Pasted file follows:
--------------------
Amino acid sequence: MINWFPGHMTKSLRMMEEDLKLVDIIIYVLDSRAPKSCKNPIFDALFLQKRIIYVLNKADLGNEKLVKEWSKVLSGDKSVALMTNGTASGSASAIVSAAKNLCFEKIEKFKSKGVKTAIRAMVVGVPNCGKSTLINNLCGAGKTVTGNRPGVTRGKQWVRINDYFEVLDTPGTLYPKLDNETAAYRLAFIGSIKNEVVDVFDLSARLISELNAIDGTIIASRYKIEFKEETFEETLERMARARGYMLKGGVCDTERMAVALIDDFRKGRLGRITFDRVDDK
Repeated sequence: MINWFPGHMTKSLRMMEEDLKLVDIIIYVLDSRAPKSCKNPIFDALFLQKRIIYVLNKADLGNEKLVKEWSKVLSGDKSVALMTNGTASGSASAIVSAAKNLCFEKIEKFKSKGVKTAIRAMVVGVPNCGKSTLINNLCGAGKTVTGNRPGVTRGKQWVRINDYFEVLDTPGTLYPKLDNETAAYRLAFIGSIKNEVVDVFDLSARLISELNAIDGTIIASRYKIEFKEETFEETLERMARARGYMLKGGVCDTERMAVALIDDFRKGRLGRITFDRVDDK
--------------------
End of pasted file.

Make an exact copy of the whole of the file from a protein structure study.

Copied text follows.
Amino acid sequence: MINWFPGHMTKSLRMMEEDLKLVDIIIYVLDSRAPKSCKNPIFDALFLQKRIIYVLNKADLGNEKLVKEWSKVLSGDKSVALMTNGTASGSASAIVSAAKNLCFEKIEKFKSKGVKTAIRAMVVGVPNCGKSTLINNLCGAGKTVTGNRPGVTRGKQWVRINDYFEVLDTPGTLYPKLDNETAAYRLAFIGSIKNEVVDVFDLSARLISELNAIDGTIIASRYKIEFKEETFEETLERMARARGYMLKGGVCDTERMAVALIDDFRKGRLGRITFDRVDDK
Repeated sequence: MINWFPGHMTKSLRMMEEDLKLVDIIIYVLDSRAPKSCKNPIFDALFLQKRIIYVLNKADLGNEKLVKEWSKVLSGDKSVALMTNGTASGSASAIVSAAKNLCFEKIEKFKSKGVKTAIRAMVVGVPNCGKSTLINNLCGAGKTVTGNRPGVTRGKQWVRINDYFEVLDTPGTLYPKLDNETAAYRLAFIGSIKNEVVDVFDLSARLISELNAIDGTIIASRYKIEFKEETFEETLERMARARGYMLKGGVCDTERMAVALIDDFRKGRLGRITFDRVDDK